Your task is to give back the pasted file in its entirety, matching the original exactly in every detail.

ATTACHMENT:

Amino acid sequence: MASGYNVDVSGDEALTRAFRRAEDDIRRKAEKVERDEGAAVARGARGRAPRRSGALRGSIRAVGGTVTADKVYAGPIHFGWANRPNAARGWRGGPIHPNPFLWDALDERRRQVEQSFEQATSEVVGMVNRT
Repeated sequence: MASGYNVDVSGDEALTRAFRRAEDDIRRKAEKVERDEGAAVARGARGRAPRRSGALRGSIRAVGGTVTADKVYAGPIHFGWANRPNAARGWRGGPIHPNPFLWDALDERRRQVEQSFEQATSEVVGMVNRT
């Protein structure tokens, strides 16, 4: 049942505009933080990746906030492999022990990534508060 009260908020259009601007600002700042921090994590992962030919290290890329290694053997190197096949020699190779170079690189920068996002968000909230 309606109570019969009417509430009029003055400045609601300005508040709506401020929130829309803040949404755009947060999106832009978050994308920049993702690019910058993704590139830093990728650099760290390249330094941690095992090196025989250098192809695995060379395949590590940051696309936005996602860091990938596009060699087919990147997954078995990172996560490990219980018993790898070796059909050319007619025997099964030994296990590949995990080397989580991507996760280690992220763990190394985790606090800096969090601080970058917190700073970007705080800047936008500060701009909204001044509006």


Amino acid sequence: MASGYNVDVSGDEALTRAFRRAEDDIRRKAEKVERDEGAAVARGARGRAPRRSGALRGSIRAVGGTVTADKVYAGPIHFGWANRPNAARGWRGGPIHPNPFLWDALDERRRQVEQSFEQATSEVVGMVNRT
Repeated sequence: MASGYNVDVSGDEALTRAFRRAEDDIRRKAEKVERDEGAAVARGARGRAPRRSGALRGSIRAVGGTVTADKVYAGPIHFGWANRPNAARGWRGGPIHPNPFLWDALDERRRQVEQSFEQATSEVVGMVNRT
């Protein structure tokens, strides 16, 4: 049942505009933080990746906030492999022990990534508060 009260908020259009601007600002700042921090994590992962030919290290890329290694053997190197096949020699190779170079690189920068996002968000909230 309606109570019969009417509430009029003055400045609601300005508040709506401020929130829309803040949404755009947060999106832009978050994308920049993702690019910058993704590139830093990728650099760290390249330094941690095992090196025989250098192809695995060379395949590590940051696309936005996602860091990938596009060699087919990147997954078995990172996560490990219980018993790898070796059909050319007619025997099964030994296990590949995990080397989580991507996760280690992220763990190394985790606090800096969090601080970058917190700073970007705080800047936008500060701009909204001044509006």